Maybe coach Mike Brey's biggest surprise during Notre Dame's nine-game winning streak was picking up a technical foul. Unhappy with a call as the Irish were negotiating their way through a physical stretch of play against West Virginia, Brey nearly lost his seat on the bench.
"I don't get many (technicals)," Brey said. "I was close to getting thrown out."
Brey's cool during a season that appeared ready to slip away in the first month has helped his team produce a turnaround that has college basketball shaking its collective head. The Irish lost three starters from last year's 27-7 team and their top returning player, Tim Abromaitis, appeared in only two games before his season was ended by a knee injury.
The Irish were 5-4, including a 20-point loss to Gonzaga, in early December, just hanging on. They went into Louisville on Jan. 7 and won a double overtime game against the then-No. 11 Cardinals.
And then came the victory that swung the season, a nine-point win over then-No. 1 and unbeaten Syracuse on Jan. 21. The Irish haven't lost since.
Road wins at Seton Hall, Connecticut, West Virginia and Villanova — after trailing by 20 — and a rout of a good Marquette team at home were part of the school-best, nine-game Big East winning streak.
The Irish are now 20-8 (12-3 Big East) and Brey has his sixth straight 20-victory season.
"To have nine wins in the Big East, let alone nine of them in a row, it's really unbelievable," center Jack Cooley said. "It's never been done here before."
So, what happened?
"No one quit. We were bound and determined to figure it out and we did," senior forward Scott Martin said.
Guards Eric Atkins, who started six games ago, and Jerian Grant, the son of former NBA player Horace Grant, give the Irish the speed and quickness out front, especially on defense. Martin, the lone starter from last season, provided leadership; a slimmed-down Cooley, at 6-9, became a major force inside and could be the Big East's most improved player. He has 10 double-doubles this season; and freshman Pat Connaughton has been a sharpshooter at times from the 3-point line, hitting seven in the comeback win against Villanova. Sophomore Alex Dragicevich has also been a key contributor.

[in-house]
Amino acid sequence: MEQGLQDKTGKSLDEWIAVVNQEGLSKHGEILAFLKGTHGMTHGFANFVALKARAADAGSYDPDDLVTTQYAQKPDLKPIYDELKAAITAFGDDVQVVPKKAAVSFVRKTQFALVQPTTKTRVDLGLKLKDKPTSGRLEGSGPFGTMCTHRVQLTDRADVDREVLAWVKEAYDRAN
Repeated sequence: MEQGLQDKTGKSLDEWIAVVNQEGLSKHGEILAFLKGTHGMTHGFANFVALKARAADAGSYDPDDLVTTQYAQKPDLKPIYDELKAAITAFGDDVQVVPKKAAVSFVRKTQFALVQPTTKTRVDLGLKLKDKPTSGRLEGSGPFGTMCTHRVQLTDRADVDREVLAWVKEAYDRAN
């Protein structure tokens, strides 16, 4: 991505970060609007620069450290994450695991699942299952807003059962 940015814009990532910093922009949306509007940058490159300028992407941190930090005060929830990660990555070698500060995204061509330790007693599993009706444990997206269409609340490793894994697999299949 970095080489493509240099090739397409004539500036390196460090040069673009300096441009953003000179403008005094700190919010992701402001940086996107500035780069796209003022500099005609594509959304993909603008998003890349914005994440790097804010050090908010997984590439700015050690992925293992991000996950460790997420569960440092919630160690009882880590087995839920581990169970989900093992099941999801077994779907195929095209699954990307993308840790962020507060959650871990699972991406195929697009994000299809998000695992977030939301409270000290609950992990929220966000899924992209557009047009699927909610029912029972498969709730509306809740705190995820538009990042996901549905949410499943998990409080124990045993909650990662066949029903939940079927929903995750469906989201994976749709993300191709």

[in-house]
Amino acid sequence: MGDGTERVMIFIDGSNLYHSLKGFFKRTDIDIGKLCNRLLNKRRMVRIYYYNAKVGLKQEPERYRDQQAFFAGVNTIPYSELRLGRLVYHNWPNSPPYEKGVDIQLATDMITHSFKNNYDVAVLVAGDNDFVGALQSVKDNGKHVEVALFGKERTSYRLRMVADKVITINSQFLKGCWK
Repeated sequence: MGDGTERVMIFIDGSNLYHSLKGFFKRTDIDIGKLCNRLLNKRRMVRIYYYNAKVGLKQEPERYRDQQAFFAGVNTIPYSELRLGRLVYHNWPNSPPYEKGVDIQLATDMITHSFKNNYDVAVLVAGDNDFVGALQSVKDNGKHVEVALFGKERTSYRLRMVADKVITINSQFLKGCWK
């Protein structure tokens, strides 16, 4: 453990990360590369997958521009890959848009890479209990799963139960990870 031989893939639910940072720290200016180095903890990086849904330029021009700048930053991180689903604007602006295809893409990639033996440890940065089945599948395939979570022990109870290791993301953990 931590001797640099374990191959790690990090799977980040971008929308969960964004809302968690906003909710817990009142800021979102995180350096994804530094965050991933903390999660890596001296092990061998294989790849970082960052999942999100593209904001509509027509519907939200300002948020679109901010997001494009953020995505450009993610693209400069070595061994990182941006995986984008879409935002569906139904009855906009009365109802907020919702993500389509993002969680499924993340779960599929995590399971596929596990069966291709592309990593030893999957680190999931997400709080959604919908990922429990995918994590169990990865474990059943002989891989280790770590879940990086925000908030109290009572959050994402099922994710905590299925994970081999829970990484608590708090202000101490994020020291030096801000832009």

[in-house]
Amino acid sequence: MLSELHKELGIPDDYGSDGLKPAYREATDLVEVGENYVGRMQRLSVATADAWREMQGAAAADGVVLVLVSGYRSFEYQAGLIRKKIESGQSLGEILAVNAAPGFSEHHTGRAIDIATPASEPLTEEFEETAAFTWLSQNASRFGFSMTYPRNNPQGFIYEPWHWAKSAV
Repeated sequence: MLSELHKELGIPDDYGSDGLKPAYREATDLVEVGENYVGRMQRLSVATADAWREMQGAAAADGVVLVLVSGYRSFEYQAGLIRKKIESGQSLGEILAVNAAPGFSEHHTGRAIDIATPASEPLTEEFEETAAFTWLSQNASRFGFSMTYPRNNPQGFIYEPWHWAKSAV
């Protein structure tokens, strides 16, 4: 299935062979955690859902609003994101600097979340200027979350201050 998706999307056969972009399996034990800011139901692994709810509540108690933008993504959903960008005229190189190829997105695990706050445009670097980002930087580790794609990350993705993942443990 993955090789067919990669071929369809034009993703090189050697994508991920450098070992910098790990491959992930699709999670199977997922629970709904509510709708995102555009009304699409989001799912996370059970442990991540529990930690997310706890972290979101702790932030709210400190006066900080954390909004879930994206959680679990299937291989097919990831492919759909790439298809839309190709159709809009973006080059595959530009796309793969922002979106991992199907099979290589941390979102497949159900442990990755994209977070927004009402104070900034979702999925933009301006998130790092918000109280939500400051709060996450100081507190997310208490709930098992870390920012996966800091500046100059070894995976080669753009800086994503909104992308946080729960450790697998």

Translated: the Irish listened to Brey, got comfortable with one another, started playing better defense and began to make more shots, especially from the 3-point line where they were 9 for 16 in a 71-44 rout of the Mountaineers on Wednesday night.
"We've always had really coachable guys here. I don't know if I've had more fun with a group and that's saying a lot after last year," Brey said recently.
"They let us teach back in November and December when we weren't very good and that was really a key. It started with guys who wanted to be good, leadership that kept selling the message even when you're losing, saying 'Hey we got to get better at this.' That's probably the most gratifying thing."
Brey was voted the national coach of the year after the Irish's remarkable season a year ago, one that ended with a second-round loss to Florida State in the NCAA tournament.
The argument can be made that he's done an ever better job this season.
Brey's background and influences are high end. He played and coached under the legendary DeMatha High School coach Morgan Wooten and was also an assistant to Mike Krzyzewski at Duke before becoming head coach at Delaware. He came to Notre Dame for the 2000-01 season following Matt Doherty's departure after one season for North Carolina.
"At the beginning of the year there was a lot more teaching and going over things," Martin said of Brey's approach this time around. "As a season goes, you hit rough stretches and he's been very encouraging and optimistic, giving us the confidence that we should believe in ourselves and go for it."
And that's what the Irish will do the rest of the season as they try to wrap up a double bye in the conference tournament.
They have a challenging three days ahead, with a game against St. John's at Madison Square Garden on Saturday where they hope to become acclimated with the same building that will host the Big East tournament next month. Then it's off to Georgetown. The regular season wraps at home against Providence on March 2.
The Irish are 15-1 at home this season and 34-1 in their last 35 at the Purcell Pavilion, making it one of the toughest homecourts in the country. The student section often features the waving of oversized cutouts of Brey, who's sartorial preference is for mock turtlenecks when he's working the bench.
Brey tries to make sure his demeanor also stays the same.
"Even though inside you may be doing back flips, when your guys look over they don't see a maniac, they see a calming influence," Brey said. "I'm going to be loose the rest of my career because I can be."